Positioning and mapping technologies are converging and integrating as never before, enabling developers to deliver innovative high added-value applications and services, according to participants in the 5th edition of Technology for All, a forum dedicated to technological innovation in support of the environment, cultural heritage and smart cities, which was held at Rome’s Higher Institute for Firefighting (Istituto Superiore Antincendi) on 3-5 October.
At the event, which brought together over a hundred industrial stakeholders, public administrators, researchers and students, participants discussed how positioning, navigation and imagery technologies are being used to enable applications in the public sector and in other areas, such as autonomous machines, and military and civilian robotic applications.
Galileo added value
Speaking at a session on Position, Navigation and Timing: accurate position for safety, Gian Gherardo Calini, Head of Market Development at the European GNSS Agency (GSA), said that the global satellite navigation market had seen strong growth recently and it is expected that by 2020 the number of devices equipped with satellite positioning would reach 8 billion, creating ‘numerous opportunities’ for application developers to provide high value-added services.
“Satellite navigation services already touch our daily lives and are generating economic and social benefits, with the European satellite navigation programmes Galileo and EGNOS being adopted by many users in various fields, such as transport, consumer and professional services,” Calini said. This was thanks to the GSA’s market outreach work and to the development of new applications by European companies leveraging the unique features of EGNOS and Galileo.
“There are many other development opportunities where Galileo can bring added value, such as in autonomous vehicles and in smart cities”, Calini said, adding that “the GSA is committed to keep the fruitful cooperation with European business to improve competitiveness and reach new heights”.
Interest in high-precision GNSS
Speaking about the high positioning accuracy of GNSS receivers, Marco Lisi from the European Space Agency said that there had been a significant increase in interest in high-precision GNSS in recent months.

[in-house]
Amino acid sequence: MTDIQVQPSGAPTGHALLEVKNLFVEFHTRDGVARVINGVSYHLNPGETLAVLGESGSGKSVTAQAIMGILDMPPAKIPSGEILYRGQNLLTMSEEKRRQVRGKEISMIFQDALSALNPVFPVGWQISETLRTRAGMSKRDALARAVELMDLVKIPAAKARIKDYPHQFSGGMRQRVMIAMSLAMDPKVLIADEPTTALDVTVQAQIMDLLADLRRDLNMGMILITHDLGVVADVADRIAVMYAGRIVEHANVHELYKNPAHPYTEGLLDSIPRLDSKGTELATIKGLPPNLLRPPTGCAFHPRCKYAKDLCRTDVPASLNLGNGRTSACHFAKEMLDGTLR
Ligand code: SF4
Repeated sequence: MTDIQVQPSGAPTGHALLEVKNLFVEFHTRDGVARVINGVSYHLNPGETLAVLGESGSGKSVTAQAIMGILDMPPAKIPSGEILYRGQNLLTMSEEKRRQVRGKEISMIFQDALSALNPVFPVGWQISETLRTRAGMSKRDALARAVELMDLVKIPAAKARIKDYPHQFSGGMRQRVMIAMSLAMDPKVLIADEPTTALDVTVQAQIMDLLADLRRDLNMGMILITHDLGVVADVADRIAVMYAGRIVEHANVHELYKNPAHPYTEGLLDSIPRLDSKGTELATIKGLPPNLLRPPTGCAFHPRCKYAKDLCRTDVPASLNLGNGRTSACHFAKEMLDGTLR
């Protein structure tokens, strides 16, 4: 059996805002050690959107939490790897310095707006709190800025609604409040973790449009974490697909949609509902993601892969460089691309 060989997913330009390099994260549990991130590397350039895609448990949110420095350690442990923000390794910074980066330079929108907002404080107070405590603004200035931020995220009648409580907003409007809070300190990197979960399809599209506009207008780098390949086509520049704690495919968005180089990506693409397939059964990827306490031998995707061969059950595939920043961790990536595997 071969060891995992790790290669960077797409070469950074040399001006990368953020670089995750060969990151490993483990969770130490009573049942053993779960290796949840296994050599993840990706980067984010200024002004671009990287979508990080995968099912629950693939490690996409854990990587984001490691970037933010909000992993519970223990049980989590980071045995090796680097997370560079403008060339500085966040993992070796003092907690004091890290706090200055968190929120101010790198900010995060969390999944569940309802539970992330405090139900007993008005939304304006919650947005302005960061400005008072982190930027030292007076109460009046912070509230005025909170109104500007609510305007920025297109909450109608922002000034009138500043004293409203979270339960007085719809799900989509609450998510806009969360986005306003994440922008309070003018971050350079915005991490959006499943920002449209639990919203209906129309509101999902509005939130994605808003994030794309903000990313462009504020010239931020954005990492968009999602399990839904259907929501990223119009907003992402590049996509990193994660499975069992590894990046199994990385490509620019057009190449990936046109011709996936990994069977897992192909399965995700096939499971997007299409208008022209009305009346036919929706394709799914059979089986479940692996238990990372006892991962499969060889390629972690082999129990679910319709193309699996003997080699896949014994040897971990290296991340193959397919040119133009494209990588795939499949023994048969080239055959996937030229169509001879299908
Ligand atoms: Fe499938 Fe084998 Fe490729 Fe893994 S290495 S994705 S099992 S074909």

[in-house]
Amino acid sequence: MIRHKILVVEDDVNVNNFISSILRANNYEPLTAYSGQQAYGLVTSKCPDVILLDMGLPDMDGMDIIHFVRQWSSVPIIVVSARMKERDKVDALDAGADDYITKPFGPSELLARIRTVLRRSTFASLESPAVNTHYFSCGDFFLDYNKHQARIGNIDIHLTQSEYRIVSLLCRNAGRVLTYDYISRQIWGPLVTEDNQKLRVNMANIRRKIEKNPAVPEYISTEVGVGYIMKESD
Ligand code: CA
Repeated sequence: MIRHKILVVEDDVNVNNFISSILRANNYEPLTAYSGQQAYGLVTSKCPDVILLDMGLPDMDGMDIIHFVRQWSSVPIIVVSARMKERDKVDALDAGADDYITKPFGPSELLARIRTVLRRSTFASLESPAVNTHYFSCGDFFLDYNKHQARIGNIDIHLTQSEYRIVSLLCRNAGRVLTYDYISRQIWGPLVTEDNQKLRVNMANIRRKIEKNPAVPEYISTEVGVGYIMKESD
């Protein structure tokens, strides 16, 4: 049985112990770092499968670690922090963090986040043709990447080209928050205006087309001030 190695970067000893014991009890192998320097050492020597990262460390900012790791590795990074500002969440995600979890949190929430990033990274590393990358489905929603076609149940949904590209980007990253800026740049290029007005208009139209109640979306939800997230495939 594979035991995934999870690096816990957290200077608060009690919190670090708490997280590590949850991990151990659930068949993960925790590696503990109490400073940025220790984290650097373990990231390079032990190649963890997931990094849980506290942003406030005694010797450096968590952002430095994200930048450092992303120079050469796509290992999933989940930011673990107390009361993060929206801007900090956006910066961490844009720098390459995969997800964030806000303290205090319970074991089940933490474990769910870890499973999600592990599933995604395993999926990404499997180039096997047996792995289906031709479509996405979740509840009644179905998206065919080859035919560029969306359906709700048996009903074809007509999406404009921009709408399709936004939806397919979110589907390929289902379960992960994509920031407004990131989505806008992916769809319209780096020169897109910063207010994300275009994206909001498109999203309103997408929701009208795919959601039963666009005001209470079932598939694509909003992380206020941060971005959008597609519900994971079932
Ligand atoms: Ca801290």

“In particular, this increased demand for greater positioning accuracy is evident for mass-market applications in areas such as IoT, wearable tracking devices, assisted and autonomous driving, UAV and robotic vehicles,” he said.
Watch this: Who is using Galileo today?
Mass market revolution
Meanwhile, Lisi noted that the world of GNSS handset and chipset manufacturing is experiencing a small revolution. “Four major companies - Broadcom, Intel, STMicroelectronics and u-blox - have decided to make Galileo dual-frequency receivers commercially available to mass market applications, offering positioning accuracy of up to 30 centimetres,” he said, adding that several flagship smartphone manufacturers would integrate these into their products in the course of 2018.
Roberto Capua, responsible for GNSS R&D at Sogei, the technological partner of Italy’s Ministry of Economy and Finance, presented a GNSS-enabled software defined radio (SDR) receiver that has been extensively tested in the area of Rome to verify its usability for cadastral survey. “The test showed the usefulness of this technology, which is comparable with hardware receivers,” he said, adding that convergence time could be reduced in future by using different constellations and frequencies.
Finally, GNSS and Earth Observation applications presented at Technology for All 2018, demonstrated that Space technologies help to protect and monitor both the natural and built environment, with a view to guaranteeing our heritage for future generations.
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